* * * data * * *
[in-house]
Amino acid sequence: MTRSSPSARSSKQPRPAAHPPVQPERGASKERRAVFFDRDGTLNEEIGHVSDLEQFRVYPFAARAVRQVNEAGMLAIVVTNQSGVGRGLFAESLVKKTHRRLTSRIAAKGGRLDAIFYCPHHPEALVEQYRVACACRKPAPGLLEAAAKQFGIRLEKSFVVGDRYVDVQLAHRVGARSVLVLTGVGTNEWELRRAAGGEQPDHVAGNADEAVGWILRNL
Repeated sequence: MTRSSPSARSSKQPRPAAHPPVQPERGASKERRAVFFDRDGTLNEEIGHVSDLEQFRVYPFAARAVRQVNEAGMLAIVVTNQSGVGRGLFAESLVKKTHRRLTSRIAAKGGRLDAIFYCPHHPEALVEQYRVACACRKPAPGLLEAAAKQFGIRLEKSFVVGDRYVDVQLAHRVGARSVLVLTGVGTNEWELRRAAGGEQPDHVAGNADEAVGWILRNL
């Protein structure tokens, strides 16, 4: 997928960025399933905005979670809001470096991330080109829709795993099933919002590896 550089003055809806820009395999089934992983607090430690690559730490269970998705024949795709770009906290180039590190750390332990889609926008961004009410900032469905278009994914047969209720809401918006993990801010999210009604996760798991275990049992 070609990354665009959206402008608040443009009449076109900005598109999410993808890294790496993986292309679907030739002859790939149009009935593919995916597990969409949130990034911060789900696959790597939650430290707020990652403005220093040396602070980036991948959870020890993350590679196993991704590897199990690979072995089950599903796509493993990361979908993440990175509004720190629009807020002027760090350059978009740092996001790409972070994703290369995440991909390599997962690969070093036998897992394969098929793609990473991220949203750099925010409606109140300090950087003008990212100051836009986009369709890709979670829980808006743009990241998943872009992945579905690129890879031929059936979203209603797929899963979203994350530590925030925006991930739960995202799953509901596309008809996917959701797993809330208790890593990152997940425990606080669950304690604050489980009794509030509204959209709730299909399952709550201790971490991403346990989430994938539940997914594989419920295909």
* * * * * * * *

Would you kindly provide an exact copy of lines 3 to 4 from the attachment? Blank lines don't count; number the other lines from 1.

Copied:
Repeated sequence: MTRSSPSARSSKQPRPAAHPPVQPERGASKERRAVFFDRDGTLNEEIGHVSDLEQFRVYPFAARAVRQVNEAGMLAIVVTNQSGVGRGLFAESLVKKTHRRLTSRIAAKGGRLDAIFYCPHHPEALVEQYRVACACRKPAPGLLEAAAKQFGIRLEKSFVVGDRYVDVQLAHRVGARSVLVLTGVGTNEWELRRAAGGEQPDHVAGNADEAVGWILRNL
């Protein structure tokens, strides 16, 4: 997928960025399933905005979670809001470096991330080109829709795993099933919002590896 550089003055809806820009395999089934992983607090430690690559730490269970998705024949795709770009906290180039590190750390332990889609926008961004009410900032469905278009994914047969209720809401918006993990801010999210009604996760798991275990049992 070609990354665009959206402008608040443009009449076109900005598109999410993808890294790496993986292309679907030739002859790939149009009935593919995916597990969409949130990034911060789900696959790597939650430290707020990652403005220093040396602070980036991948959870020890993350590679196993991704590897199990690979072995089950599903796509493993990361979908993440990175509004720190629009807020002027760090350059978009740092996001790409972070994703290369995440991909390599997962690969070093036998897992394969098929793609990473991220949203750099925010409606109140300090950087003008990212100051836009986009369709890709979670829980808006743009990241998943872009992945579905690129890879031929059936979203209603797929899963979203994350530590925030925006991930739960995202799953509901596309008809996917959701797993809330208790890593990152997940425990606080669950304690604050489980009794509030509204959209709730299909399952709550201790971490991403346990989430994938539940997914594989419920295909």